Updated, 5:50 p.m.:
Kitzman also sent out a letter Tuesday — to members of the Legislature — addressing a recent editorial in the Dallas Morning News that was critical of the balance billing rules she proposed. In her letter, Kitzman emphasized she has not finalized the new balance billing rules.
“Even so, when you examine the proposed rule, it not only maintains, but enhances the consumer’s ability to understand and navigate networks,” she wrote. “The department proposed eliminating very few of the new network adequacy reporting requirements, which were determined to be duplicative of other reporting requirements and potentially confusing.”
Scroll down to read both Kitzman’s letter to legislators and Sen. Bob Deuell’s letter to Kitzman below.
A decision to table new rules intended to protect consumers has landed state Insurance Commissioner Eleanor Kitzman in hot water with the chairman of the Senate Nominations Committee, which will play a key role in the decision to confirm her appointment in the upcoming legislative session.
“There are many senators, Republican and Democratic, that are concerned that she’s a little too pro-insurance company,” said Sen. Bob Deuell, R-Greenville, who chairs the Senate Nominations Committee.
The so-called balance billing rules Kitzman put the brakes on in December — measures put in place by her predecessor that would have taken effect this spring — would have required health insurance companies to make clear to policyholders which providers are included in their network, and thus covered by their health plan.
According to The Dallas Morning News, Kitzman said that requiring insurance companies to disclose holes in network adequacy would "not provide substantial benefit to consumers and may lead to increased premiums." She released her own proposed rules in June that did not include several disclosure requirements that were in the original language.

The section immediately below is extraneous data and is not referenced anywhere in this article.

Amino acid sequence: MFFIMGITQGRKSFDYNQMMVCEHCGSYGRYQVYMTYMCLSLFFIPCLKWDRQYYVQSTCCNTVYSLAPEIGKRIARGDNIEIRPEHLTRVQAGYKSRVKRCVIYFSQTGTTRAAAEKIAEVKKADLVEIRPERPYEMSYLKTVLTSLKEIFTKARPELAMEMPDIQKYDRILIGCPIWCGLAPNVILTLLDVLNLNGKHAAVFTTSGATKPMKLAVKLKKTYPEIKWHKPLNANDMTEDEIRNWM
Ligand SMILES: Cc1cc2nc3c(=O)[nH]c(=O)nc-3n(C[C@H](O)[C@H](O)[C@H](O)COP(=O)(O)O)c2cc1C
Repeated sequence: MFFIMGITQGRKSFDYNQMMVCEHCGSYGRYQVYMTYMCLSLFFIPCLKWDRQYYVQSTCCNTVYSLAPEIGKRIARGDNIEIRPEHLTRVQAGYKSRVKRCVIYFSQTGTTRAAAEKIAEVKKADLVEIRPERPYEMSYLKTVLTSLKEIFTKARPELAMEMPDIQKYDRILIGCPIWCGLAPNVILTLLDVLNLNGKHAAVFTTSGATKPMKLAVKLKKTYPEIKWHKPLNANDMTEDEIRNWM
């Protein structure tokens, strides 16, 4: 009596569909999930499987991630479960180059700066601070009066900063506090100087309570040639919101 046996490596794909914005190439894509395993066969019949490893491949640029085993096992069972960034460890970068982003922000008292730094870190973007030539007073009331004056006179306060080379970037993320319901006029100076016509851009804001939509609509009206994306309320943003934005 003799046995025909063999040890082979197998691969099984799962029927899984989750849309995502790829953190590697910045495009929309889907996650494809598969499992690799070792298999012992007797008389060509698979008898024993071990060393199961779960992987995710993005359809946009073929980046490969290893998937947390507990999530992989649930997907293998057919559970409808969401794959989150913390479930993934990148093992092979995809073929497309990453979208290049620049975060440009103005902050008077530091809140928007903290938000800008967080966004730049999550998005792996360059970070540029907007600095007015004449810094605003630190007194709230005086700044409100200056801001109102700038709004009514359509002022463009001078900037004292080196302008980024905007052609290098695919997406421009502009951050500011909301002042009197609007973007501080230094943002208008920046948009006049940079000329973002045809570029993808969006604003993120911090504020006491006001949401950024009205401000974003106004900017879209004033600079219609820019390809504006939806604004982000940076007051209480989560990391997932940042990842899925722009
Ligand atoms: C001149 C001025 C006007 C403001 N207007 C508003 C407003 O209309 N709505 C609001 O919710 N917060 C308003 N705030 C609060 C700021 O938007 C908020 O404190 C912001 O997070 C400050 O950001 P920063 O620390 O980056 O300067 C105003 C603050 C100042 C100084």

Deuell sent Kitzman a letter on Tuesday saying the rules were the result of "years of legislation and stakeholder input and negotiation."
"And she just comes in and gets rid of them without very much time on the job,” he said in a phone interview.
Gov. Rick Perry chose Kitzman to lead the TDI after the previous commissioner stepped down, and she was officially appointed in August 2011. Her appointment has not been confirmed by the Texas Senate. Deuell said Kitzman’s decision to rescind the balance billing rules “absolutely” could impact the Senate’s decision to approve her appointment.
Stacey Pogue, a health policy analyst at the Center for Public Policy Priorities, said the rules Kitzman pulled back "do not prevent balance billing or unexpected balance bills."
"But they require new consumer protections and really focused on the transparency and disclosure piece of network adequacy," she said.
[Editor's note: An earlier version of this story credited the Associated Press for a story that originally ran in The Dallas Morning News.]
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